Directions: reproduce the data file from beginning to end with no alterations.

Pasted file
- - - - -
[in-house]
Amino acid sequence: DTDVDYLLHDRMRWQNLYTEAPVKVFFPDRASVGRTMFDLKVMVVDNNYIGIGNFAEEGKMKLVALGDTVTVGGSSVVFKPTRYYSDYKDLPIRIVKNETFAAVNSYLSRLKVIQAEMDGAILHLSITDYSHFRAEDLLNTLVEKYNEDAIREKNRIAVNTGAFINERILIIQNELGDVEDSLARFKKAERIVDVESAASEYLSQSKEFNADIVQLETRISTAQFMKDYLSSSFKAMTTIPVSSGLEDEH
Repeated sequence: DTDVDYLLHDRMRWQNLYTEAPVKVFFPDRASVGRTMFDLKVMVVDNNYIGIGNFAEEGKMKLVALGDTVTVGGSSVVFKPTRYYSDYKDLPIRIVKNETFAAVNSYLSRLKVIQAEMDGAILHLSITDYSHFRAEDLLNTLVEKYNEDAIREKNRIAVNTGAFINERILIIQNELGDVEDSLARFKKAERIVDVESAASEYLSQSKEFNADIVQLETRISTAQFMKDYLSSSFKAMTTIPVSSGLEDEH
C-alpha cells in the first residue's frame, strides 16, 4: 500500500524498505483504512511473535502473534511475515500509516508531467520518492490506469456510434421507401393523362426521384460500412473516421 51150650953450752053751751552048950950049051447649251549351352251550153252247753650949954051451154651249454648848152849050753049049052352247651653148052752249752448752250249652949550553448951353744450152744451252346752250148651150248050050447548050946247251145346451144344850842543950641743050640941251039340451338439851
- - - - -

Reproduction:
[in-house]
Amino acid sequence: DTDVDYLLHDRMRWQNLYTEAPVKVFFPDRASVGRTMFDLKVMVVDNNYIGIGNFAEEGKMKLVALGDTVTVGGSSVVFKPTRYYSDYKDLPIRIVKNETFAAVNSYLSRLKVIQAEMDGAILHLSITDYSHFRAEDLLNTLVEKYNEDAIREKNRIAVNTGAFINERILIIQNELGDVEDSLARFKKAERIVDVESAASEYLSQSKEFNADIVQLETRISTAQFMKDYLSSSFKAMTTIPVSSGLEDEH
Repeated sequence: DTDVDYLLHDRMRWQNLYTEAPVKVFFPDRASVGRTMFDLKVMVVDNNYIGIGNFAEEGKMKLVALGDTVTVGGSSVVFKPTRYYSDYKDLPIRIVKNETFAAVNSYLSRLKVIQAEMDGAILHLSITDYSHFRAEDLLNTLVEKYNEDAIREKNRIAVNTGAFINERILIIQNELGDVEDSLARFKKAERIVDVESAASEYLSQSKEFNADIVQLETRISTAQFMKDYLSSSFKAMTTIPVSSGLEDEH
C-alpha cells in the first residue's frame, strides 16, 4: 500500500524498505483504512511473535502473534511475515500509516508531467520518492490506469456510434421507401393523362426521384460500412473516421 51150650953450752053751751552048950950049051447649251549351352251550153252247753650949954051451154651249454648848152849050753049049052352247651653148052752249752448752250249652949550553448951353744450152744451252346752250148651150248050050447548050946247251145346451144344850842543950641743050640941251039340451338439851